This is a slightly upgraded version from version 3.1 The connectors have changed a little and it now includes a 9V supply for the LNA. It is still the same basic circuit design. It did cut the cost by a little. The kit includes good quality PCBs with silkscreen, ground planes, plated thru holes, and epoxy solder mask both sides.It includes all the board components all full size parts, no surface mount! Two PCBs, a low noise amplifier with SMA connectors, and step-by-stepish instructions. A heavy aluminum enclosure, a nice front panel, pre-drilled rear panel, connectors, knobs, and power supply. You provide a little solder and the labor. Its a fun kit to build with just a few common hand tools. This maybe isn't for a complete novice but if you can solder and know what a resistor looks like you shouldn't have any problems. There are a lot of parts, so give yourself a couple of evenings to complete the project. If you are not sure what this does, check Youtube, search for QRM-180 there are several users that have posted video using this or some similar units.
Background Most hams have at some time or another had to deal with interference from nearby TVs, LED lamps, power lines, computers, solar panels, nearby radio stations, etc. A common theme to get rid of this QRM (popular since the days of vacuum tube TVs) is to use a second noise antenna used to collect a suitable sample of the noise, invert that signal and add it back to the main signal. The good news is that they can be reasonably effective.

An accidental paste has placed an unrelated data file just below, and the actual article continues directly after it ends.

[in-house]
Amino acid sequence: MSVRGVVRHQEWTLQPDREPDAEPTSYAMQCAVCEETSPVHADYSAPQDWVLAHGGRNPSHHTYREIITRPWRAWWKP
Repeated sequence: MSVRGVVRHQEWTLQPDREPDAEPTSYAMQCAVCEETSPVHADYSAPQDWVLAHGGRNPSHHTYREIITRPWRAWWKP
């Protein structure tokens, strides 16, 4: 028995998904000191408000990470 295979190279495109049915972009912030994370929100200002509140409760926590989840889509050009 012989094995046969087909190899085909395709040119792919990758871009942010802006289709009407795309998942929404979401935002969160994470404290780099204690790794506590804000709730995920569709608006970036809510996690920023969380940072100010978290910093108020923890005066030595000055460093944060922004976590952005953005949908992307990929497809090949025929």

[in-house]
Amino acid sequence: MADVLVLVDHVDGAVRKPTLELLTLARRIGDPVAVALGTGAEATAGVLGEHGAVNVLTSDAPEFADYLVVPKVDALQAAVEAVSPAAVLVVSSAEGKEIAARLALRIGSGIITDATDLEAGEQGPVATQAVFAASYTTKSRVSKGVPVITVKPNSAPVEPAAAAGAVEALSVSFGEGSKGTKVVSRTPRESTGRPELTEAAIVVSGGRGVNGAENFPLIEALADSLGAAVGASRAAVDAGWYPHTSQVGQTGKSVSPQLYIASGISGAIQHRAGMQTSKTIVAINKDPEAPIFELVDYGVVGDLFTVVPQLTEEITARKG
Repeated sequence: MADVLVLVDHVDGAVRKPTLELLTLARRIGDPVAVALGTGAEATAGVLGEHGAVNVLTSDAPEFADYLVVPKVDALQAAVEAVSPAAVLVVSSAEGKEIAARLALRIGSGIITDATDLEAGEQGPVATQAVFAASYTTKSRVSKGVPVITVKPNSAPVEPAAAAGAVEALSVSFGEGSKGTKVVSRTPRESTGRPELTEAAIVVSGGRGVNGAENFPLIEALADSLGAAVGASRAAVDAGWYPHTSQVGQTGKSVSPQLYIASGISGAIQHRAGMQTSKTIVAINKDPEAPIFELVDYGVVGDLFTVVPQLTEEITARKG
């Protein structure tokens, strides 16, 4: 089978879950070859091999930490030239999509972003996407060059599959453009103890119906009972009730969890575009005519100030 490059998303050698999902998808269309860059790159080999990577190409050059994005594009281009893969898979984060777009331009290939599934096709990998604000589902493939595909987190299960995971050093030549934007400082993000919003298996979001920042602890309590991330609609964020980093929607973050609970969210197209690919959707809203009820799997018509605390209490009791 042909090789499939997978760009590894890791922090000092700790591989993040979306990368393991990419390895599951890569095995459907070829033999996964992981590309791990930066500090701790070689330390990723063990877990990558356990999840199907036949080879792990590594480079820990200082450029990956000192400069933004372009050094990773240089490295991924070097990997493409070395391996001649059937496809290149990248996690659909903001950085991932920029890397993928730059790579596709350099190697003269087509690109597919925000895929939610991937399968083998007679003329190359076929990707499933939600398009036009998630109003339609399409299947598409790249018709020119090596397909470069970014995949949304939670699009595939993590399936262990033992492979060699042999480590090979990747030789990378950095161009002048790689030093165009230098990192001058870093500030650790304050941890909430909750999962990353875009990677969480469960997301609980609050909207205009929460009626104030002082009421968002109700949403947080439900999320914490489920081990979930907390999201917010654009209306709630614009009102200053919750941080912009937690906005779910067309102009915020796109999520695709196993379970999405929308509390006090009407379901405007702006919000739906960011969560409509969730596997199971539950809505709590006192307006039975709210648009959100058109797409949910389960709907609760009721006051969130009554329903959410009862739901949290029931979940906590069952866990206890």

Dont expect miracles but one of these can get rid of enough noise to make them well worth having. They can do a great job of canceling nearby man-made noise but they really dont do much to cancel atmospheric noise, still a number of people have responded that even the general background noise is down by nearly an S unit. (I suspect that is still probably a reduction in some unidentified local noise source).
This is similar in design to the commercial versions, including the MFJ-1026, and ANC-4, and the X-phase from Russia. They all work more or less the same way. The X-Phase is very basic but functional, the MFJ has a nice pre-amp on the front end, the ANC-4 is very well made although a bit tricky if you have to work on it.
If you are lucky enough to live faraway from civilization and dont have a local noise problem, one of these is not going to do much for you. It doesnt matter the brand. On the other hand, you may be dealing with a local noise source and not realize it until you try this method to get rid of it. This unit is well built in a nice heavy, aluminum shielded enclosure and manages to fix some of the shortcomings of the other units (my opinion).